RTTNews - Business confidence in New Zealand increased in May, as the proportion of firms optimistic about the economy outnumbered the pessimists, the latest survey from the National Bank showed Wednesday.

During the month, about 1.9% of firms expected business conditions to improve in the next 12 months compared to 14.5% forecasting a decline in the previous month. Expectations about own activity increased, with a net 3.8% expecting activity levels to rise compared to a net 3.8% expecting a drop in April.

However, export intentions dropped, with only 5.8% forecasting a rise in exports over the next year versus 10.3% in the previous month. Pricing intentions were also down, as only a net 12.4% thought they could raise prices compared to 17.6% in the previous month.

At the same time, investment intentions showed some improvement, with only a net 5.4% firms expecting to decrease investment activity compared to 12.4% in the preceding month. Profit expectations were also slightly better, with only a net 23.7% anticipating a fall over the next 12 months compared to 29.5% last month. Employment intentions improved slightly, with only a net 16% planning to reduce hiring over the year compared to 19.1% last month.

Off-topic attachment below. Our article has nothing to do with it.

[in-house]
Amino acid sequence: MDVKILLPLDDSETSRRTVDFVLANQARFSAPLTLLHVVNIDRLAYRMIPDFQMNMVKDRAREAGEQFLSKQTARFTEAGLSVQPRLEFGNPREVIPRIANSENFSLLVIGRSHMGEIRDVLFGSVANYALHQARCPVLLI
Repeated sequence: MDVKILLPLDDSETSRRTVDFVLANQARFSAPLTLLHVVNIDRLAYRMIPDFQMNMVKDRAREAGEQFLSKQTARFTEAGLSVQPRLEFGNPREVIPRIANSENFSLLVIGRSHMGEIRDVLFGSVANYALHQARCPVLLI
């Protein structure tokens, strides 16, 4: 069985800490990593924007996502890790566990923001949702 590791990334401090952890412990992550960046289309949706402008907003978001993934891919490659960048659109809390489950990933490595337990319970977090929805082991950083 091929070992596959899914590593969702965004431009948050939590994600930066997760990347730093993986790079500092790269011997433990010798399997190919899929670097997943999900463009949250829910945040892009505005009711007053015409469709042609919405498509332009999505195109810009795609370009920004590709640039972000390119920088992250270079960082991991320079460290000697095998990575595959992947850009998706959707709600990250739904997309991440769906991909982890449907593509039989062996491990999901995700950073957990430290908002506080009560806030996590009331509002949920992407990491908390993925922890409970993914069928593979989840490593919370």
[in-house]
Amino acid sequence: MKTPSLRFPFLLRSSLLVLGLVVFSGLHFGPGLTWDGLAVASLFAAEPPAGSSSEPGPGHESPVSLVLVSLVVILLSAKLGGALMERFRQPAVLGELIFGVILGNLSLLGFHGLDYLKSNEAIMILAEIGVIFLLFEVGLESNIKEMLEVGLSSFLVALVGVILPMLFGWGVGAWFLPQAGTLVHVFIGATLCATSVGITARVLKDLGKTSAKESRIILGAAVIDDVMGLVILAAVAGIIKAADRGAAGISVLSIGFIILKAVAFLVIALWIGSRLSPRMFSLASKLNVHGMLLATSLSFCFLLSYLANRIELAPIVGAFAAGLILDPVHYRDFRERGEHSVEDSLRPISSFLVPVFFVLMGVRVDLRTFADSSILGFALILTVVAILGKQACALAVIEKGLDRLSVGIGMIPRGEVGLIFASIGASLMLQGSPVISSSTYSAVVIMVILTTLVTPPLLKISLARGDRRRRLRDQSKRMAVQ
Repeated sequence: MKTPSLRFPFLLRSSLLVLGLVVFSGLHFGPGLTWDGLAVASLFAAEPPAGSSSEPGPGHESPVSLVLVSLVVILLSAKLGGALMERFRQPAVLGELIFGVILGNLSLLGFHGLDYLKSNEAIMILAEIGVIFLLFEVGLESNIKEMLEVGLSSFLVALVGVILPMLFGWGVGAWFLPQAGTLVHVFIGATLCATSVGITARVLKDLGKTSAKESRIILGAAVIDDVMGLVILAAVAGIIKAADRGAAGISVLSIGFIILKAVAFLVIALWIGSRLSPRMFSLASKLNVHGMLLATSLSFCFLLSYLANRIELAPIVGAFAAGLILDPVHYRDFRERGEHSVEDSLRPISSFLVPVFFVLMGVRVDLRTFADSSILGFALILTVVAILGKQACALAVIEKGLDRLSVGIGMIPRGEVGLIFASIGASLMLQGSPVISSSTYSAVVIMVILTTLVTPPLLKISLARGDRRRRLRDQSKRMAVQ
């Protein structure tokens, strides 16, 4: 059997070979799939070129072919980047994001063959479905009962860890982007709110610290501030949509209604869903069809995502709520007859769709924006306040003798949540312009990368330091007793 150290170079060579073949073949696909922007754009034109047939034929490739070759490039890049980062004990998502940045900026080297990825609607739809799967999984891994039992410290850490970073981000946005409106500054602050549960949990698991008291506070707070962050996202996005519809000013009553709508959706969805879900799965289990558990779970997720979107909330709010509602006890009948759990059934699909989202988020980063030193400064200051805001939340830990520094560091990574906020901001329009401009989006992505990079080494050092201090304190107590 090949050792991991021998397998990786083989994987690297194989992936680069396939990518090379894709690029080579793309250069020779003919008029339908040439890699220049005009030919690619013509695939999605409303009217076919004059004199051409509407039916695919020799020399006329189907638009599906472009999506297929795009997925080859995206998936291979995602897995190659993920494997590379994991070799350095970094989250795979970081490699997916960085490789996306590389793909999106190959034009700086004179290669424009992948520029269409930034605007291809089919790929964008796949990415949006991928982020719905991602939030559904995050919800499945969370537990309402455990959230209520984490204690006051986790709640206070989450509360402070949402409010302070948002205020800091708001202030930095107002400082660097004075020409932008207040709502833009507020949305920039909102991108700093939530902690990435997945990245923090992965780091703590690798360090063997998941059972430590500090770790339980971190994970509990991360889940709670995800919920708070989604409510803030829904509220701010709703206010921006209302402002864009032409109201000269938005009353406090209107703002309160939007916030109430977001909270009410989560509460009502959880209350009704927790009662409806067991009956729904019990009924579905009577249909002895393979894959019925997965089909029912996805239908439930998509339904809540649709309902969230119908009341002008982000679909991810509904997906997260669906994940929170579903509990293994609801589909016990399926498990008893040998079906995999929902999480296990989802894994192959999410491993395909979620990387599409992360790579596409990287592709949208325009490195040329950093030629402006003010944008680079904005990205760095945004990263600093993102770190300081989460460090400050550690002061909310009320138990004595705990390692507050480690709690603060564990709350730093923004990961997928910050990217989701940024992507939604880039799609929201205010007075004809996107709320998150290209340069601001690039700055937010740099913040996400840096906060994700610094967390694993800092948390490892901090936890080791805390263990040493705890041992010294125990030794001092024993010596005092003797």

However, all three indicators continued to remain negative and below the Asian crisis levels, with the hiring expectations remaining in negative territory since February last year, the report said.

Meanwhile, a net 8.2% expect interest rates to decline over the next few months compared to 2.3% in April. Expectations about inflation moved down marginally, with 2.6% expecting inflation to pick up in the next few months versus 2.7% in April.

The National Bank pointed out 'green shoots' were emerging in the business confidence in May, after it followed a 'bungy-chord' dynamic in April. After such an extended period of decline it is only natural to expect a base to be forming across the economy or the pace of contraction to moderate.

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